St George’s Healthcare NHS Trust has launched a project to help young people with kidney disease in southwest London balance their illness and their burgeoning lives.

As part of a national 18-month project led by quality improvement organisation NHS Kidney Care, the trust has formed a multidisciplinary working group, which combines the expertise of consultants, nurses, psychologists and social workers. The aim is to ensure that there is a consistent standard of care for patients in Wandsworth aged between 17 and 25 moving from paediatric to adult renal units.

As these patients transfer from paediatric to adult care they often face many challenges – from getting established in a new unit, coming to terms with long term medication and hospital follow-up, to difficulties establishing a social life and finding training courses or employment that fit around their treatment.

Joyce Popoola, consultant nephrologist at St George’s Hospital, said: “This group of patients have unique needs because not only is their care moving from a paediatric unit to an adult unit, where they are expected to be more independent, but their whole life is transitioning for example they may be going off to university, starting jobs or entering relationships.

“As these patients move into adulthood, they need specialist support close to where they work, live or study. They also need help taking control of simple but essential things their parents may have taken responsibility for in the past, such as attending clinic appointments independently, remembering to take medication regularly. Our aim is to make sure that these patients have the best support possible to manage their illness while going through major changes in their lives.”

The trust’s working group feeds into the newly-established London core project group, made up of a young people’s kidney care co-ordinator, consultants and nurses involved in adult nephrology working alongside consultants and nurses from Great Ormond Street Hospital and the Evelina Children’s Hospital, which host the paediatric kidney disease units in London.

The working group at St George’s Healthcare will analyse the number of young adult patients across Wandsworth and establish what support is already available, in order to identify how support can be improved. They will also work with other colleagues at St George’s and with the London core group to establish education and information programmes and a peer support network tailored for young adult patients.

Notes to editors

For more information, please contact the communications team at St George’s Healthcare NHS Trust on 020 8725 5151 or email Outside working hours, please page the team by calling 0844 822 2888, leaving a short message and contact details for pager SG548.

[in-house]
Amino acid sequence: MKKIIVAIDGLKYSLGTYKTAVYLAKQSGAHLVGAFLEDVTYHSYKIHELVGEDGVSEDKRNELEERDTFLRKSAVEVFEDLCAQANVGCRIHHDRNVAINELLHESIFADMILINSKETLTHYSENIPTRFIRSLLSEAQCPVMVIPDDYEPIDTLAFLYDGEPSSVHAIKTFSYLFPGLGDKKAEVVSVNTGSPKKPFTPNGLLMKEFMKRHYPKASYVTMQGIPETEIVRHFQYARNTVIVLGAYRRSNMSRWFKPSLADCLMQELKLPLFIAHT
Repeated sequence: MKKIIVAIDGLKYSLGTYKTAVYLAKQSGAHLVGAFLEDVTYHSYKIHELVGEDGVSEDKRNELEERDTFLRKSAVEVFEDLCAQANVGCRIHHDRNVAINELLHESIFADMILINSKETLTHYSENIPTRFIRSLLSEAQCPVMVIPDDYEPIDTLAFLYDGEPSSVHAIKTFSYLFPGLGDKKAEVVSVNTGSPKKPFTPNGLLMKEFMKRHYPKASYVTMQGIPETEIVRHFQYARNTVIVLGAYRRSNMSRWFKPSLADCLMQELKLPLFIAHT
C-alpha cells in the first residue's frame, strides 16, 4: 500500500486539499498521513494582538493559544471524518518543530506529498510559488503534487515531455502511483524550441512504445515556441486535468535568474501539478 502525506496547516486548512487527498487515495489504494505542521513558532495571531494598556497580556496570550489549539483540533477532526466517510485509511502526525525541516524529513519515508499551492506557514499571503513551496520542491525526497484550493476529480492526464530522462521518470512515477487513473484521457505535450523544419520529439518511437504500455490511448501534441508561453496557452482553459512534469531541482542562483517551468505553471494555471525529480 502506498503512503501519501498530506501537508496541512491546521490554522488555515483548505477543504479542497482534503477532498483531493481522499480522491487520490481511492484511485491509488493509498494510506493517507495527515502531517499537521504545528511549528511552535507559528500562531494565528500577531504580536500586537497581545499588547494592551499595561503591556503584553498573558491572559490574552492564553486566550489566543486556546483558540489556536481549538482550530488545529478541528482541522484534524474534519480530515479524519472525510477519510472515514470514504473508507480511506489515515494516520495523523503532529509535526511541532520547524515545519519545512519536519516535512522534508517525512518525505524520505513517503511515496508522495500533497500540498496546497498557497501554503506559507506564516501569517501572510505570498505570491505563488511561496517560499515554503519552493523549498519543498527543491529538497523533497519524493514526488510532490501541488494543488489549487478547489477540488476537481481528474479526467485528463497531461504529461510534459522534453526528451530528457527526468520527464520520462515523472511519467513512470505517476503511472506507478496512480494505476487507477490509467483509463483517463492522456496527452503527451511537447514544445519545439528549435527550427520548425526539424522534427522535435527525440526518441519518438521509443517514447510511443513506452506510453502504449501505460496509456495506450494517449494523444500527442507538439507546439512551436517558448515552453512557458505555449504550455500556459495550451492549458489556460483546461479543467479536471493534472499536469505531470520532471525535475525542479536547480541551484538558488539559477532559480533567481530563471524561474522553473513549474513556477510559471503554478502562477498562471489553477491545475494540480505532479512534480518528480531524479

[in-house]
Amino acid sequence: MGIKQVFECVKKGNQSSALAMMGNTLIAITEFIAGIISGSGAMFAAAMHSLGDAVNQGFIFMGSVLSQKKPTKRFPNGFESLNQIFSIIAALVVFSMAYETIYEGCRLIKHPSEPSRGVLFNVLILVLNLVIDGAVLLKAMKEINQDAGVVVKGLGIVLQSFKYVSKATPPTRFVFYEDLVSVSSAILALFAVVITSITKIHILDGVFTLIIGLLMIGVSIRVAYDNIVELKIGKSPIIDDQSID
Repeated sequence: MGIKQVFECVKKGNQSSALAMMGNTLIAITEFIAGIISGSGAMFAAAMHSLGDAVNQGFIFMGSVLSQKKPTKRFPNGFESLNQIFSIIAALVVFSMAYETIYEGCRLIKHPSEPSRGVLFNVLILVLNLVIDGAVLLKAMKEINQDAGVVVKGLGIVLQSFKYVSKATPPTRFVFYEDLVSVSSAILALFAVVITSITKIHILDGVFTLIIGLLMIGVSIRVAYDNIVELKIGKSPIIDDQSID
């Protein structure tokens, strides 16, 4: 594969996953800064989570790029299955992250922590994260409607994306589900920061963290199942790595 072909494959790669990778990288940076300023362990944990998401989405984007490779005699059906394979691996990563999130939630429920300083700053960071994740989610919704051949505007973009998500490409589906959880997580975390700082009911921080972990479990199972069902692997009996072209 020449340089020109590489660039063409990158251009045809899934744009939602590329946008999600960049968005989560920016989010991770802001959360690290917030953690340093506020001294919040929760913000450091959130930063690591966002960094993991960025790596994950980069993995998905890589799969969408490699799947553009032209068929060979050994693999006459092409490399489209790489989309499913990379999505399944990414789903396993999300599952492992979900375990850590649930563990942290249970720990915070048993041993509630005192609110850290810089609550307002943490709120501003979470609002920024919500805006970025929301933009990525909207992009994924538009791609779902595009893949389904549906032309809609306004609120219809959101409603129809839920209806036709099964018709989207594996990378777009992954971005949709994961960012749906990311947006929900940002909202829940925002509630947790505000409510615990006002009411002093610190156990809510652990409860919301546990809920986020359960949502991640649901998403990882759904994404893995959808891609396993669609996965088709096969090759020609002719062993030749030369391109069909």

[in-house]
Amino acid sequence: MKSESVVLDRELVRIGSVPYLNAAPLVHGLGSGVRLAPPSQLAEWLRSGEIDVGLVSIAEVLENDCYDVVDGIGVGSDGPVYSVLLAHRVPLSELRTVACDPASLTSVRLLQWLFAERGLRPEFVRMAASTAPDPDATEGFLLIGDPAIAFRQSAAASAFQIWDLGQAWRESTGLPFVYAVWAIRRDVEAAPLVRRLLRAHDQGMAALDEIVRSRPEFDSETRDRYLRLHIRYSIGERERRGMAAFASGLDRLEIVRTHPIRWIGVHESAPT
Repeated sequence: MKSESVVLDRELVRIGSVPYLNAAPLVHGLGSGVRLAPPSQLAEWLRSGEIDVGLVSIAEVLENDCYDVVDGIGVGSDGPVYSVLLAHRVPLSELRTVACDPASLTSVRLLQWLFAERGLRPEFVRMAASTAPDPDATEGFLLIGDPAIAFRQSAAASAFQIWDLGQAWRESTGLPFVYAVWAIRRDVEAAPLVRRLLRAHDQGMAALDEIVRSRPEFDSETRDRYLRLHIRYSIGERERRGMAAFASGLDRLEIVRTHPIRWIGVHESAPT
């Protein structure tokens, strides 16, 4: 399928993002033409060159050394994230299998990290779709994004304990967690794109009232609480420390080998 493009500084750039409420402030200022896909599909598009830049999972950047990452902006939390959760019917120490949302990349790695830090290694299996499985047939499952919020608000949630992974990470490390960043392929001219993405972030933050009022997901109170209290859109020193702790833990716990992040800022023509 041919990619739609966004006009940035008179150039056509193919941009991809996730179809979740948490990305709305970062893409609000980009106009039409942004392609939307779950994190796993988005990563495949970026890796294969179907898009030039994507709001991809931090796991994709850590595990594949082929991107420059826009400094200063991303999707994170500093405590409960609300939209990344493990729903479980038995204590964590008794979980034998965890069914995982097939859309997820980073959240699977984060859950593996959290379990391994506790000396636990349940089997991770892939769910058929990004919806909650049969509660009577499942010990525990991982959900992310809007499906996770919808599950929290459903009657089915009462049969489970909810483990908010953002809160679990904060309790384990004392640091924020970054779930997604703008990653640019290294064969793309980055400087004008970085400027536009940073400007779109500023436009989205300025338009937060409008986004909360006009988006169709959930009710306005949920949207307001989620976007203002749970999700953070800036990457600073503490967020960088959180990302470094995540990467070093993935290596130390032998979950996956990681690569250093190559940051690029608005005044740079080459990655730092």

London is one of five project groups in England leading this work. The other project groups are collaborations between NHS Trusts in the following regions: South Central, North East, South West and East Midlands. Learning will be continuously evaluated, and shared amongst the project groups throughout the duration of the project. The project is being managed at local level by a core project group, members of which include Dr Cormac Breen & Dr Paramit Chowdhury, Consultant Nephrologists at Guy’s and St Thomas’; Sue Cox, Consultant Nurse (advanced kidney care) at Guy’s and St Thomas’; a lead consultant from both Evelina Children’s Hospital (ECH) and Great Ormond Street Hospital (GOSH); and Clare Nottage, the young people’s kidney care co-ordinator.

A wider steering committee is being established, which will include:

  • all members of the core project group
  • a nurse and nephrologist from both ECH and GOSH>
  • a commissioner
  • two patient representatives
  • a clinician from all other involved adult centres within the South East and North London

NHS Kidney Care ( works with clinical teams and commissioners of kidney care to transform the services available to those with kidney disease, in order to continually drive up the quality of care. The organisation works to ensure the implementation of the National Service Framework for Renal Services, a government pledge to improve quality of care for kidney patients in England by 2014. Clinical priorities are set by the Kidney Care Programme Board, a partnership between NHS Kidney Care, the Renal Policy Team and Dr Donal O’Donoghue, National Clinical Director for Kidney Care at the Department of Health.